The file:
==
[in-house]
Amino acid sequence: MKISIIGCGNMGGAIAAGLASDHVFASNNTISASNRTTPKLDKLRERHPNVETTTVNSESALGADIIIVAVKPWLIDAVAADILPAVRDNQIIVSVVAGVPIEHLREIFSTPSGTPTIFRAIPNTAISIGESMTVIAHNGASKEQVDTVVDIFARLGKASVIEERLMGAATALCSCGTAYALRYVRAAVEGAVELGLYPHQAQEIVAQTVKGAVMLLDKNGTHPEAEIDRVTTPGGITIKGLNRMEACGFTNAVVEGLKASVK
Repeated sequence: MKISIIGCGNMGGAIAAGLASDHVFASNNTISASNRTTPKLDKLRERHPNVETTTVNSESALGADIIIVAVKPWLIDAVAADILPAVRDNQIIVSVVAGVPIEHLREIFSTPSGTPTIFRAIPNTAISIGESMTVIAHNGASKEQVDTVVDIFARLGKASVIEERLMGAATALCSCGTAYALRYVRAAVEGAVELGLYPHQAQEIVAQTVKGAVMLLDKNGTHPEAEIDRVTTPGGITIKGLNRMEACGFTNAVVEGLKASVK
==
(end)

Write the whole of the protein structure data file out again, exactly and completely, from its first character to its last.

[in-house]
Amino acid sequence: MKISIIGCGNMGGAIAAGLASDHVFASNNTISASNRTTPKLDKLRERHPNVETTTVNSESALGADIIIVAVKPWLIDAVAADILPAVRDNQIIVSVVAGVPIEHLREIFSTPSGTPTIFRAIPNTAISIGESMTVIAHNGASKEQVDTVVDIFARLGKASVIEERLMGAATALCSCGTAYALRYVRAAVEGAVELGLYPHQAQEIVAQTVKGAVMLLDKNGTHPEAEIDRVTTPGGITIKGLNRMEACGFTNAVVEGLKASVK
Repeated sequence: MKISIIGCGNMGGAIAAGLASDHVFASNNTISASNRTTPKLDKLRERHPNVETTTVNSESALGADIIIVAVKPWLIDAVAADILPAVRDNQIIVSVVAGVPIEHLREIFSTPSGTPTIFRAIPNTAISIGESMTVIAHNGASKEQVDTVVDIFARLGKASVIEERLMGAATALCSCGTAYALRYVRAAVEGAVELGLYPHQAQEIVAQTVKGAVMLLDKNGTHPEAEIDRVTTPGGITIKGLNRMEACGFTNAVVEGLKASVK